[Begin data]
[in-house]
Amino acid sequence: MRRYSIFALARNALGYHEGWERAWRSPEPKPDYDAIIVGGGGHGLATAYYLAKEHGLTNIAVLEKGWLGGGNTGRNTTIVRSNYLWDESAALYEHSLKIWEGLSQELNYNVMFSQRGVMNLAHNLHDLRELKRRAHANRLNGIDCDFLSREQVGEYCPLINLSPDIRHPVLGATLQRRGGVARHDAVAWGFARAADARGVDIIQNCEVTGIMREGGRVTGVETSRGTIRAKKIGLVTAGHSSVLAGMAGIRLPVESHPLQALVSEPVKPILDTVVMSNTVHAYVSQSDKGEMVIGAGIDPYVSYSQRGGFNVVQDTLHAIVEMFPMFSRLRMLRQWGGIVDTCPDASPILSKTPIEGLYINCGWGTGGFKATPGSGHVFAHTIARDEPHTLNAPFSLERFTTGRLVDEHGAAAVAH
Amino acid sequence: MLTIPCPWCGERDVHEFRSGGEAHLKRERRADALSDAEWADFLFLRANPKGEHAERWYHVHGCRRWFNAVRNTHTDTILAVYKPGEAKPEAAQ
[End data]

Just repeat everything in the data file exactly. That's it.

[in-house]
Amino acid sequence: MRRYSIFALARNALGYHEGWERAWRSPEPKPDYDAIIVGGGGHGLATAYYLAKEHGLTNIAVLEKGWLGGGNTGRNTTIVRSNYLWDESAALYEHSLKIWEGLSQELNYNVMFSQRGVMNLAHNLHDLRELKRRAHANRLNGIDCDFLSREQVGEYCPLINLSPDIRHPVLGATLQRRGGVARHDAVAWGFARAADARGVDIIQNCEVTGIMREGGRVTGVETSRGTIRAKKIGLVTAGHSSVLAGMAGIRLPVESHPLQALVSEPVKPILDTVVMSNTVHAYVSQSDKGEMVIGAGIDPYVSYSQRGGFNVVQDTLHAIVEMFPMFSRLRMLRQWGGIVDTCPDASPILSKTPIEGLYINCGWGTGGFKATPGSGHVFAHTIARDEPHTLNAPFSLERFTTGRLVDEHGAAAVAH
Amino acid sequence: MLTIPCPWCGERDVHEFRSGGEAHLKRERRADALSDAEWADFLFLRANPKGEHAERWYHVHGCRRWFNAVRNTHTDTILAVYKPGEAKPEAAQ